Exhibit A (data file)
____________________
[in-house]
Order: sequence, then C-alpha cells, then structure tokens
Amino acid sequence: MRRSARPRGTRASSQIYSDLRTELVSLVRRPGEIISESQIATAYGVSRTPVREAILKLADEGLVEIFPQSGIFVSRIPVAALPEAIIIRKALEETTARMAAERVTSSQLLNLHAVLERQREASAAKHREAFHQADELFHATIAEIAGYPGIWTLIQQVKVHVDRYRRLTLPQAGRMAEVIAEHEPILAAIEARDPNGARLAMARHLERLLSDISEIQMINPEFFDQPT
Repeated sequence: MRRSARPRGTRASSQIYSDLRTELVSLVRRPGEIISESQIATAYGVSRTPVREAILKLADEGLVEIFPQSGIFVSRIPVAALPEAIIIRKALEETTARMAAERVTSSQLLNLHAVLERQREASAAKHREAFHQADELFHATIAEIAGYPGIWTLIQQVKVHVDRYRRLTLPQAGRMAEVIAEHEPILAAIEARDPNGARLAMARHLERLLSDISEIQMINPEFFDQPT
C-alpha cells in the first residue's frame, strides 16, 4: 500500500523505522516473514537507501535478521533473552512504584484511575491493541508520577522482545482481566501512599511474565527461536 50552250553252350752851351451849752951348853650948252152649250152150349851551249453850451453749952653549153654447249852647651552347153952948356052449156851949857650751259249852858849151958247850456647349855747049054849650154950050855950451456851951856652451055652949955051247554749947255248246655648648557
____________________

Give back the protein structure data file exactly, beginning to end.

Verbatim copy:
[in-house]
Order: sequence, then C-alpha cells, then structure tokens
Amino acid sequence: MRRSARPRGTRASSQIYSDLRTELVSLVRRPGEIISESQIATAYGVSRTPVREAILKLADEGLVEIFPQSGIFVSRIPVAALPEAIIIRKALEETTARMAAERVTSSQLLNLHAVLERQREASAAKHREAFHQADELFHATIAEIAGYPGIWTLIQQVKVHVDRYRRLTLPQAGRMAEVIAEHEPILAAIEARDPNGARLAMARHLERLLSDISEIQMINPEFFDQPT
Repeated sequence: MRRSARPRGTRASSQIYSDLRTELVSLVRRPGEIISESQIATAYGVSRTPVREAILKLADEGLVEIFPQSGIFVSRIPVAALPEAIIIRKALEETTARMAAERVTSSQLLNLHAVLERQREASAAKHREAFHQADELFHATIAEIAGYPGIWTLIQQVKVHVDRYRRLTLPQAGRMAEVIAEHEPILAAIEARDPNGARLAMARHLERLLSDISEIQMINPEFFDQPT
C-alpha cells in the first residue's frame, strides 16, 4: 500500500523505522516473514537507501535478521533473552512504584484511575491493541508520577522482545482481566501512599511474565527461536 50552250553252350752851351451849752951348853650948252152649250152150349851551249453850451453749952653549153654447249852647651552347153952948356052449156851949857650751259249852858849151958247850456647349855747049054849650154950050855950451456851951856652451055652949955051247554749947255248246655648648557